SOMALIA ELECTIONS

D-Day as Somalia set to elect president in crowded field

The only female candidate on the ballot is Fowsiyo Yusuf Haji Aden

In Summary

• This election could herald a new dawn for Somalia ever since the formation of the Transitional Federal Government led by president Abdullahi Yusuf Ahmed 2004-08.

• The official candidates, who had registered by the Tuesday May 10 deadline, were 39

Somalia President Mohamed Farmaajo chairs the National Consultative Forum meeting in Mogadishu where The Baidoa Technical Committee makes its presentations on elections recommendations on March 23
Somalia President Mohamed Farmaajo chairs the National Consultative Forum meeting in Mogadishu where The Baidoa Technical Committee makes its presentations on elections recommendations on March 23
Image: VILLA SOMALIA

On Sunday, May 15, Somalia presidential elections will finally take place.

This follows the announcement of the election date by the Presidential Election Committee led by the Prime Minister Mohamed Hussein Roble after numerous hurdles, including insecurity and deaths of sitting MPs and aspirants.

The election coincides with the anniversary of the Somali Youth League, the first Somali political party, established back in 1943.

Besides addressing the spiral of insecurity brought by al Shabaab terror group, the election will also be decided on finalising the constitution, strengthening government institutions, reconstructing the economy and restoring law and order.

Undeniably, the resurgence of the terror group, which has caused death and mayhem in the country, is one of the key issues that will shape this election. The group recently attacked a base run by Amisom, now renamed African Union Transition Mission in Somalia, in El Baraf area of Middle Shabelle.

This election could herald a new dawn for Somalia ever since the formation of the Transitional Federal Government led by president Abdullahi Yusuf Ahmed 2004-08.

The official candidates, who had registered by the Tuesday May 10 deadline, were 39. They are all focused on getting the highest seat after paying the requisite fee of $40,000, to be on the ballot. It is highest number of presidential candidates ever recorded in Somalia’s history.

The candidates most likely to garner the most votes and emerge as the Somalia’s next president are the incumbent, Mohamed Abdullahi Farmaajo, two former presidents Hassan Sheikh Mohamud and Sheikh Sharif Sheikh Ahmed, former prime minister Hassan Ali Kheyr, Puntland president Saeed Abdullahi Deni and Wadajir Party leader Abdirahman Abdishakur.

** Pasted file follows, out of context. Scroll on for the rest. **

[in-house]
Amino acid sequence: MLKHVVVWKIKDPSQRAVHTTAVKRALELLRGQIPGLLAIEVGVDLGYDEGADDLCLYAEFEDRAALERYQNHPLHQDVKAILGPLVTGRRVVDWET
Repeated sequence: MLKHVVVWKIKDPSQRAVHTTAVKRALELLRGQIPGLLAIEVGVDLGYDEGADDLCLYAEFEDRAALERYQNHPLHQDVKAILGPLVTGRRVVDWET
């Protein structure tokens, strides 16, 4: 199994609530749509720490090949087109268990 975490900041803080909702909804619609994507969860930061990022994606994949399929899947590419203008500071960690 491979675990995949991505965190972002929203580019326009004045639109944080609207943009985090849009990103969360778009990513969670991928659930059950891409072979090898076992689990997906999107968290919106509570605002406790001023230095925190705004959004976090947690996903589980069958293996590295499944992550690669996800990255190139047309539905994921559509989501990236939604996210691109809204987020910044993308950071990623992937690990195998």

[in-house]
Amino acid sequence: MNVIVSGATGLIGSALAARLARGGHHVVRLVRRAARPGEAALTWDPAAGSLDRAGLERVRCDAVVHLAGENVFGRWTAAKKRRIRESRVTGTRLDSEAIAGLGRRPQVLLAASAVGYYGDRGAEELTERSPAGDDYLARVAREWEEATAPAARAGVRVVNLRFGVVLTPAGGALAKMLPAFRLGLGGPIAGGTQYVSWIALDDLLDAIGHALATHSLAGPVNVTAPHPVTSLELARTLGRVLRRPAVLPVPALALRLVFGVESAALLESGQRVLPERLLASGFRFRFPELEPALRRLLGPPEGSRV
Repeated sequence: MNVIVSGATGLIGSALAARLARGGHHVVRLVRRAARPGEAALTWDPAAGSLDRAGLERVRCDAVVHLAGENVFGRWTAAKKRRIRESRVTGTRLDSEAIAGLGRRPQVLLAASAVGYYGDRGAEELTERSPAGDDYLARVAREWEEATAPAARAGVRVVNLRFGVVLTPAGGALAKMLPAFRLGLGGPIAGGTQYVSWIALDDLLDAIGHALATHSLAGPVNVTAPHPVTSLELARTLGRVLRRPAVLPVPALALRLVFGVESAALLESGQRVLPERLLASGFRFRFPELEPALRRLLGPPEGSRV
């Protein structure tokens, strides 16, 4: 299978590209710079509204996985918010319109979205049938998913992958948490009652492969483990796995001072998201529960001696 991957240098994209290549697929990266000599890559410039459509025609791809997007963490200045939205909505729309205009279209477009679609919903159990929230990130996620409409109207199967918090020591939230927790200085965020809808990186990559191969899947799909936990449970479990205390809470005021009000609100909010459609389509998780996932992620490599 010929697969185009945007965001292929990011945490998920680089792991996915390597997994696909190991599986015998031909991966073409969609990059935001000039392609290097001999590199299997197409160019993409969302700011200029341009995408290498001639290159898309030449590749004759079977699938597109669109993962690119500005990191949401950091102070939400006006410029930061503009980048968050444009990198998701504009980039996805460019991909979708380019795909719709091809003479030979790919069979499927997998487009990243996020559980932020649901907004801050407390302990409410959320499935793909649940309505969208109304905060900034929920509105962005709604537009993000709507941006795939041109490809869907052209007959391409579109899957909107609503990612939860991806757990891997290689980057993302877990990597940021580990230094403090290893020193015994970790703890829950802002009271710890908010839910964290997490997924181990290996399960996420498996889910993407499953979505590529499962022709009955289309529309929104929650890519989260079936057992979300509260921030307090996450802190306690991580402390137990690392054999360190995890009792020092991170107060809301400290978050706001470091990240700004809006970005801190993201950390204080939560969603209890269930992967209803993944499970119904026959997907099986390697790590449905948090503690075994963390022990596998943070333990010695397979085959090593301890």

The only female candidate on the ballot is Fowsiyo Yusuf Haji Aden, a former minister of Foreign Affairs and deputy prime minister during the former administration. It is the first time a female candidate is running for the highest office in Somalia, breaking the barrier of the male-dominated society, even if her chances are next to impossible. It is a candidature worth watching.

However, it does not mean the chances of a new-comer snatching the elections is not possible, as happened in 2012 with former president Hassan Sheikh Mohamud. Typically, Somalis are known for ushering in a new candidate with no tainted and terrifying history to lead the country.

The race to occupy Villa Somalia, the seat of power, will definitely not be an easy feat as many candidates are now lobbying to sway the public through social media. Hassan Sheikh Mohamoud is leading the nominees ahead of President Farmaajo by few votes, followed by Sheikh Ahmed and Deni respectively, according to opinion polls. All these can change by Election Day.

Chances for President Farmaajo to be re-elected are on shaky grounds after some of his allies lost crucial seats in Parliament. As a result, the opposition team seems to have an advantage after managing to win the elections of both speakers in the lower and upper houses. They are Sheikh Aden Madobe and Abdi Hashi respectively.

Unfortunately, Somalia’s current political power structure is built on the 4.5 clan model in which, the four largest clans share the majority of parliamentary seats, while the minor clans get half. Ever since its adoption, the dominant clans have been elected to the highest positions — president and prime minister.

Speaker of the Lower House Madobe issued a directive and stated that ATMIS forces will be responsible of the security of the election venue and ordered the current Somali forces to temporarily relocate.

The international community and it is partners have urged all Somali leaders to finalize the electoral process peacefully in order save the country from al Shabaab group and continue with the rebuilding efforts, as well as address the drought

As the 329 MPs and senators gather at the Aden Abdulle airport hangar on Sunday to pick the next president for the country for the next four years, they will have to think deep on who is the best candidate to move the country forward.

David Okwembah is a journalist with vast experience covering Somalia politics and elections while Fowzia Mohamoud is a consultant